First, however, it is important to understand how Florida law handles asset division between divorcing spouses. As simplistic as it may sound to divide everything equally, it may not always work out that way.

An International Event Impacting Adoptions

The process surrounding adopting a child involves lengthy and complex paperwork with mandatory home studies and page after page of documents to complete. Prospective parents already enduring a prolonged process do their best to patiently wait for that longtime light at the end of a tunnel.

They also understand that obstacles will arise at various steps that may create frustrating delays. For those adopting children from China, they could never have prepared themselves for a recent crisis garnering banner headlines.

Florida's Fight For Forever Families

Prior to the state senate’s holiday break last month, Wilton Simpson, then-Senate President-designate from Trilby, filed what he considers his “centerpiece legislation.” For adoptive parents seeking a less complicated process, it was welcome news, if not an early Christmas present.

A Commitment to Protecting Vulnerable Children

Conflict between adoptive parents and birth parents is possible

Adopting a child is an invaluable option for individuals who want to be parents. You may have been overjoyed when you received your adoption approval, and your heart was undoubtedly already full of love for your child. Of course, you may have had some concerns about what role, if any, the biological parents would play in your child's life.

These days, the majority of adoptions are open adoptions, meaning that the child and his or her biological parents can still remain in contact. You went this route as you thought it best for your child and, possibly, the biological parents as well.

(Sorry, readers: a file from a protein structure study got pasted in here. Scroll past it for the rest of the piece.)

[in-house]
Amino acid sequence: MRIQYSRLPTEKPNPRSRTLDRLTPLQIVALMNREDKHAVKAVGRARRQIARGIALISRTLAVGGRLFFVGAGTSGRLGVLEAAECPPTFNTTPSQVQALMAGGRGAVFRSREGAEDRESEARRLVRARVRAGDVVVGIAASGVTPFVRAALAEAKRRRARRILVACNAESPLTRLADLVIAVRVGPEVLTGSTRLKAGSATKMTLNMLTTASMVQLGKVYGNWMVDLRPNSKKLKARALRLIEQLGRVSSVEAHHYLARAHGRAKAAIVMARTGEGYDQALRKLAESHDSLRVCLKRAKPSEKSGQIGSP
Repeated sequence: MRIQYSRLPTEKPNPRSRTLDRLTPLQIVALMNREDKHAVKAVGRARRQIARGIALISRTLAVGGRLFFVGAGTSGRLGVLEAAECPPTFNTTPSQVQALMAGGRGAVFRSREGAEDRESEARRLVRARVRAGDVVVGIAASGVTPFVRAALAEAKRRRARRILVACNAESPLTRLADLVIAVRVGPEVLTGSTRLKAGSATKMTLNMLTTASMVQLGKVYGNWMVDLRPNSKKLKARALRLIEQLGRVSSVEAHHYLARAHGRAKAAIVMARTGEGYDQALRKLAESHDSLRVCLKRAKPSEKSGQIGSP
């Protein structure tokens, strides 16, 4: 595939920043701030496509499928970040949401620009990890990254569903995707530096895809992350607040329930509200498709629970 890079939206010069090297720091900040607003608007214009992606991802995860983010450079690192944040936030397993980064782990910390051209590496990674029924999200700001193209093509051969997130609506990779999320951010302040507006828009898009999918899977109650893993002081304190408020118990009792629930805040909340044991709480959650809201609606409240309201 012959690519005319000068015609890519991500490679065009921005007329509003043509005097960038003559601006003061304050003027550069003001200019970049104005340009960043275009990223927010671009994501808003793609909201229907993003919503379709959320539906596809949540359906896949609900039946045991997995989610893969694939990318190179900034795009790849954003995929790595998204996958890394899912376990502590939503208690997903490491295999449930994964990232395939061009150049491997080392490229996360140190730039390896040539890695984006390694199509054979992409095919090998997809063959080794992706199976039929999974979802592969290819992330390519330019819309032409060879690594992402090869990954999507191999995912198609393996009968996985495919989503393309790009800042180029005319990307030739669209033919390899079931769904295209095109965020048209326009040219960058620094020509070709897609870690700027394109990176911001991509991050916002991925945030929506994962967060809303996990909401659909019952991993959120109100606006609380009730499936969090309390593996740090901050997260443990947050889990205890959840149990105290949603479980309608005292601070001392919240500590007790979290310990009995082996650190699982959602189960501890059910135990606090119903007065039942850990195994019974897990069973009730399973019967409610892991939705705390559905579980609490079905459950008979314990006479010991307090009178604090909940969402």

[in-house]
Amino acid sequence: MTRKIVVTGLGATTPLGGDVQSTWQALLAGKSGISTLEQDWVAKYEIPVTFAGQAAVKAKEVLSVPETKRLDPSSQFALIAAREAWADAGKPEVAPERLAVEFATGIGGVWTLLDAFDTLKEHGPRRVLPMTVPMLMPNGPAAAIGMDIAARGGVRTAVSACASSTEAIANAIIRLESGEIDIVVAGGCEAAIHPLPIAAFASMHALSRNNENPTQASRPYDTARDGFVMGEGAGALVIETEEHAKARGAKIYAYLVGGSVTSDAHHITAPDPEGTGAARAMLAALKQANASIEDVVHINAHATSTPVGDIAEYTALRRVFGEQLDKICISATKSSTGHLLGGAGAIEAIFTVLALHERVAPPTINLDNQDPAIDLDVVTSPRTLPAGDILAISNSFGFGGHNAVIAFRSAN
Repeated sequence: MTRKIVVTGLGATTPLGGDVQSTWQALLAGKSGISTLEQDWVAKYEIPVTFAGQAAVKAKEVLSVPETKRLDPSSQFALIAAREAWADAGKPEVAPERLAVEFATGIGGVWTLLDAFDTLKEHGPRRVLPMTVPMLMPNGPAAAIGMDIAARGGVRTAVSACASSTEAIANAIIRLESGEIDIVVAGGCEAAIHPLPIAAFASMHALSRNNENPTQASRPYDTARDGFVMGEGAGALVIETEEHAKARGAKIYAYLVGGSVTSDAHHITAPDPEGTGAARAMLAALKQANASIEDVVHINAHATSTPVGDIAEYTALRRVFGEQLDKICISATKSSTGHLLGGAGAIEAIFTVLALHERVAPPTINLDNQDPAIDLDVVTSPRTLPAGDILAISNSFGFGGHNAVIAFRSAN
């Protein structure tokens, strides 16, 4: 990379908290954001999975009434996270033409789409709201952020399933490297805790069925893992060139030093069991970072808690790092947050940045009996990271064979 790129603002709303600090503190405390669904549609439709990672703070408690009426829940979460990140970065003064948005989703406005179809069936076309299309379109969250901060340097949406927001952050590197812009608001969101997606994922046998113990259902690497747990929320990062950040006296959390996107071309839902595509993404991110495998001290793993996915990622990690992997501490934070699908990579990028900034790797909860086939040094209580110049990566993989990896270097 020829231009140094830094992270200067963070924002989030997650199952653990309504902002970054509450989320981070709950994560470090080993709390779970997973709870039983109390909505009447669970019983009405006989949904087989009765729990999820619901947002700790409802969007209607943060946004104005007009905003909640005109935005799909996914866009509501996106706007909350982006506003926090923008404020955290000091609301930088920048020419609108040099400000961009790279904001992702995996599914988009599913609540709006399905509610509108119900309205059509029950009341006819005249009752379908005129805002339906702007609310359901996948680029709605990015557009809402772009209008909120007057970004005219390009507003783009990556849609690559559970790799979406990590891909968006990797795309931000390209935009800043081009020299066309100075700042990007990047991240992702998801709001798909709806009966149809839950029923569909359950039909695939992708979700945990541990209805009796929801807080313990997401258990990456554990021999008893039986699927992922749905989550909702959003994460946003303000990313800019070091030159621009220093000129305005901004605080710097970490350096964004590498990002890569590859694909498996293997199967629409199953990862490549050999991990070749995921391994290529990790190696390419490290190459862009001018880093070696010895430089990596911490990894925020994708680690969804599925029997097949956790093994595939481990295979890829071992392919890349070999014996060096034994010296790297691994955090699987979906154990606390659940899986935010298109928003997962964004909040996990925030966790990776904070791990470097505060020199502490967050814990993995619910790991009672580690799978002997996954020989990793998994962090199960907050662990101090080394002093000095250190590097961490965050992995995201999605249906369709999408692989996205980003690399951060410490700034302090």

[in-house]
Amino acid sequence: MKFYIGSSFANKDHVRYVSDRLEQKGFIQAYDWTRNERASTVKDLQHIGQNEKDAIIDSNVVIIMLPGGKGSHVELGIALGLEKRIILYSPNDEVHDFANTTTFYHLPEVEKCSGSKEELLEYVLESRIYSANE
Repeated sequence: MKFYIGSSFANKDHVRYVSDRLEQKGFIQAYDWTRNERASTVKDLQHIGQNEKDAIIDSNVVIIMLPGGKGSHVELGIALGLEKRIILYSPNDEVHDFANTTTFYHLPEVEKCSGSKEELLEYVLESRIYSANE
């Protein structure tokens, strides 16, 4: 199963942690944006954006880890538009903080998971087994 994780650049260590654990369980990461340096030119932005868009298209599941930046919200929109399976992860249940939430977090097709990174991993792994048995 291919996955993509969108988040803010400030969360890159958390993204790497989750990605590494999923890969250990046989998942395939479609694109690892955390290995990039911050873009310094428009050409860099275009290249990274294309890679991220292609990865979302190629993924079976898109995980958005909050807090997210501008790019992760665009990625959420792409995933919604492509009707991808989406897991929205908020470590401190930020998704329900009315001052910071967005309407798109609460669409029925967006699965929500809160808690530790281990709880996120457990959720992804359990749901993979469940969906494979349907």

Your marriage counselor may know how it will end

If you and your spouse are heading to marriage counseling, it is likely because your marriage is in trouble. You may have a clear issue to tackle, or you may simply be having difficulty communicating. Marriage counseling can often open doors that give new life to struggling marriages, but this is not always the case.

In some situations, marriage counseling is the final step before divorce. You may not realize or care to admit to yourself that certain signs indicate the marriage is over and that counseling is not the answer. However, your counselor likely has seen enough troubled marriages to recognize if yours is one that is at risk of ending in divorce.

How to bond with your adopted child

When you start down the path toward adoption, your goal is to welcome a child into your lives. If all goes according to plan, you, your spouse and your new child will become a healthy, loving family.

However, there are steps you must take before you get from point A to point B. No matter how lofty your goals, you may feel a measure of disconnect when you first adopt, especially if you have already had one or more biological children. Pregnancy and birth wire mothers to love their babies. Adoptive parents may need to develop their emotional bonds more intentionally.